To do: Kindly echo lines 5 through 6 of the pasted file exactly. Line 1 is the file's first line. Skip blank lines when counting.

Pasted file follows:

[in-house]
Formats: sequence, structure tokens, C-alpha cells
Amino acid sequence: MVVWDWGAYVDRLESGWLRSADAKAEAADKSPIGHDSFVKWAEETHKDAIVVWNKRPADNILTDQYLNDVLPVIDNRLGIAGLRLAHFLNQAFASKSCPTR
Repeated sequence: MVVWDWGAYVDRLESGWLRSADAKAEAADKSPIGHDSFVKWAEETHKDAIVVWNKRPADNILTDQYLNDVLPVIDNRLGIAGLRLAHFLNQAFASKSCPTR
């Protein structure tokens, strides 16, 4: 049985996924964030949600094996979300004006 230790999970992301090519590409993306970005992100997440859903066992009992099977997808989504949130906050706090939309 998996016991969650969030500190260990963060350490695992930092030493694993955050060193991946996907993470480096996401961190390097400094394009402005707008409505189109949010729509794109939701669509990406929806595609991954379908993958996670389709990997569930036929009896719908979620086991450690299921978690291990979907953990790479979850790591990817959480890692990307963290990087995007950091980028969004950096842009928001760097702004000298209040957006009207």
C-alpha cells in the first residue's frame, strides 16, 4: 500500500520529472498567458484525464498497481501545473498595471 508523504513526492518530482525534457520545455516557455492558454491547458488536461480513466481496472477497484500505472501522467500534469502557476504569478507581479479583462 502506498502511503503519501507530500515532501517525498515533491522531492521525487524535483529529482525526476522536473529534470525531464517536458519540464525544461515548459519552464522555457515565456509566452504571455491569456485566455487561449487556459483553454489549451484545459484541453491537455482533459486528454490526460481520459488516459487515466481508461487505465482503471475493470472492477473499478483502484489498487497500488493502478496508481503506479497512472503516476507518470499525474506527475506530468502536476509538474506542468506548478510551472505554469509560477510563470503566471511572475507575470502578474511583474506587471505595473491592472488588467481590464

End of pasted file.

């Protein structure tokens, strides 16, 4: 049985996924964030949600094996979300004006 230790999970992301090519590409993306970005992100997440859903066992009992099977997808989504949130906050706090939309 998996016991969650969030500190260990963060350490695992930092030493694993955050060193991946996907993470480096996401961190390097400094394009402005707008409505189109949010729509794109939701669509990406929806595609991954379908993958996670389709990997569930036929009896719908979620086991450690299921978690291990979907953990790479979850790591990817959480890692990307963290990087995007950091980028969004950096842009928001760097702004000298209040957006009207």
C-alpha cells in the first residue's frame, strides 16, 4: 500500500520529472498567458484525464498497481501545473498595471 508523504513526492518530482525534457520545455516557455492558454491547458488536461480513466481496472477497484500505472501522467500534469502557476504569478507581479479583462 502506498502511503503519501507530500515532501517525498515533491522531492521525487524535483529529482525526476522536473529534470525531464517536458519540464525544461515548459519552464522555457515565456509566452504571455491569456485566455487561449487556459483553454489549451484545459484541453491537455482533459486528454490526460481520459488516459487515466481508461487505465482503471475493470472492477473499478483502484489498487497500488493502478496508481503506479497512472503516476507518470499525474506527475506530468502536476509538474506542468506548478510551472505554469509560477510563470503566471511572475507575470502578474511583474506587471505595473491592472488588467481590464